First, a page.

Girls Night In

the blog for single, over-40 women

The Best Is Yet to Come – Part One

on July 3, 2015

(I recently stumbled across a CD containing a Word folder of articles I wrote 10–15 years ago. With a little tweaking, some still resonate with me today. Since I’ll be traveling quite a bit until July 17, I thought I’d split this one into three parts.)

June 1995

The restaurant smelled like food — not today’s special but the lingering odor of hundreds of meals cooked over the last five years. She passed by the done-diners as they shuffled toward the door, their faces squinting and stuffed, their clothes carrying the odor with them as they stepped back out into daylight.

The process was simple: you went to the counter and bought your meal, the daily special, and took your seat. No menus. No waitresses. Just blue collars and white sleeves scattered around the room, slumped over wobbly metal tables, silently slurping down their food while the lunch hour scurried past.

She found her place and sat, opening a book — a historical romance set on a Caribbean island — in front of her as she ate. She always took a book or magazine; it at least gave the appearance she was eating alone by choice. She didn’t want anyone to feel sorry for her.

What she was chewing on barely registered: bland beef and noodles that benefitted greatly from a good layer of salt and pepper. But this restaurant was close to work, a place to go, a change of pace to break up the endless routine of ham sandwiches and fruit cups in the company lunchroom.

It didn’t matter. This was her life. She would learn to live with it. She had to … or die trying.

She thought about that too.

This was a day to forget.


Summer 2014 048

A different beach, a different year … but I took this while vacationing with my family on the Outer Banks in 2014.

June 1999

Sunlight glistened off the waves as they flowed in from the Gulf Sea, a laser-dance courtesy of some scientific, technical thing with, probably, a boring name. The day slumbered lazily in its summer dress, sticky and warm, but the breeze billowing over the ocean set its skirt to swinging and cooled off the skin of those who enjoyed it.

She was perfectly comfortable in her new orange- and rose-colored swimsuit as she sipped on a tall, cold glass of lemonade. Five of her dearest friends were jumping waves while two others lounged nearby, and the three chatted casually as they soaked up the rays.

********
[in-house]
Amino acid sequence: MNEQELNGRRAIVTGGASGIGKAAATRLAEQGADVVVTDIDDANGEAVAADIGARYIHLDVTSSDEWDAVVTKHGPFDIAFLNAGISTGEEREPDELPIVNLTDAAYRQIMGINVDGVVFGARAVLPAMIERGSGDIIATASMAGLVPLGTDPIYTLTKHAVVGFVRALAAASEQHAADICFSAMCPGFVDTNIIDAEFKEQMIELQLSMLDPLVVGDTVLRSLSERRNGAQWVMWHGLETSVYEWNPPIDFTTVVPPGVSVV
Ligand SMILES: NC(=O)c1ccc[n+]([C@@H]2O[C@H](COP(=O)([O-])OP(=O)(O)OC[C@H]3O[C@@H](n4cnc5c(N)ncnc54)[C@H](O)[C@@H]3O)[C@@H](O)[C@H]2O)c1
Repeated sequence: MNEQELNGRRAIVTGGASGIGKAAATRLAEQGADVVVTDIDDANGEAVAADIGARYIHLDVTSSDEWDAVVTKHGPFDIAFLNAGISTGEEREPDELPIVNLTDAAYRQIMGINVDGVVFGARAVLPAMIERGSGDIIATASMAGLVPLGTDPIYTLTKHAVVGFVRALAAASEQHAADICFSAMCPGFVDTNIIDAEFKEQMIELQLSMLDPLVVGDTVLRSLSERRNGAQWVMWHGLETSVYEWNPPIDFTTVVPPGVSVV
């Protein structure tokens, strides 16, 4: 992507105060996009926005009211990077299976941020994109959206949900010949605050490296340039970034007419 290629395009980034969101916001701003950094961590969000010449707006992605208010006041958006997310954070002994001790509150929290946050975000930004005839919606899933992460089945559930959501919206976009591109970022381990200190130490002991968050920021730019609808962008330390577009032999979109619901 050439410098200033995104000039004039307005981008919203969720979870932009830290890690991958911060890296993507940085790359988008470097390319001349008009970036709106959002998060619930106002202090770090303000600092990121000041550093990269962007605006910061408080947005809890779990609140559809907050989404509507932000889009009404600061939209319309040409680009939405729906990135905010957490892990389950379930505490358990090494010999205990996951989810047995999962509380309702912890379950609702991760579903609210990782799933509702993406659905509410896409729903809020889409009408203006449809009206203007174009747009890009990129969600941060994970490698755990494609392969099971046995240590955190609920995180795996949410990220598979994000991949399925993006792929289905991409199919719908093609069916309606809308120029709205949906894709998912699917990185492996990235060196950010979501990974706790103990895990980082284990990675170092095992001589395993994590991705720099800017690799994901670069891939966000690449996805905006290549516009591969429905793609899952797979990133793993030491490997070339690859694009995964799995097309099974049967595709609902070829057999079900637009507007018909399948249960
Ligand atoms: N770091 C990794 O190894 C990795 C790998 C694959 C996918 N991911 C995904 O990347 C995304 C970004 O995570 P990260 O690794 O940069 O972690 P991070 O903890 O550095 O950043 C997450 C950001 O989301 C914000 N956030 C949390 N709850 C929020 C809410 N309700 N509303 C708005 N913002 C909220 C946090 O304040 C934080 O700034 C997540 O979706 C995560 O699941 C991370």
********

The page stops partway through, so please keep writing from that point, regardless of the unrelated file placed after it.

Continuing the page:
Soon she began to feel too warm and ran into the water to join those at play. They decided to rent kayaks and race each other to the buoys and back.

Later, they ate dinner at an open-air restaurant with sand on the floor and palm tree branches on the walls. They sat on swings, their legs dangling beneath them, and ate tacos and burritos and tortilla chips with cilantro-laden salsa and laughed and shared and came to understand and appreciate their God-blessed friendship even more. They were young and on vacation and having a wonderful time. All they had to think about was what adventure to chase after next.

This was a day to remember.


You’ve just read about two very different days in my life. Two days which were, remarkably enough, a mere four years apart. Your life can change that quickly. And as I look back on who I was in that restaurant compared to who I was on that beach, I am astounded at the way God worked in my life. He took me from wishing I was dead to feeling almost perfectly happy so quickly and, seemingly, effortlessly, that I still can’t comprehend it.

But that’s what life is, isn’t it? A series of good and bad days mingled together and following some kind of path that makes no sense while we’re on it, but, looking back, clearly was leading us to where we are right now. And that’s okay. We learn to trudge through the bad and treasure the good as the best life has to offer.

“The best life has to offer.”


What if it isn’t? Isn’t that the question you subconsciously ask yourself? I mean, what if the absolute best day you ever had — your wedding day, the birth of your child, finally getting that big promotion — was really just so-so, a not-too-bad bad day, a moment in time that will eventually became so distant and average as to be forgotten?

What if this day, today, with each breath and each laugh and each tear it carries isn’t even life at all, but a precursor to something we could never begin to imagine?

… to be continued …


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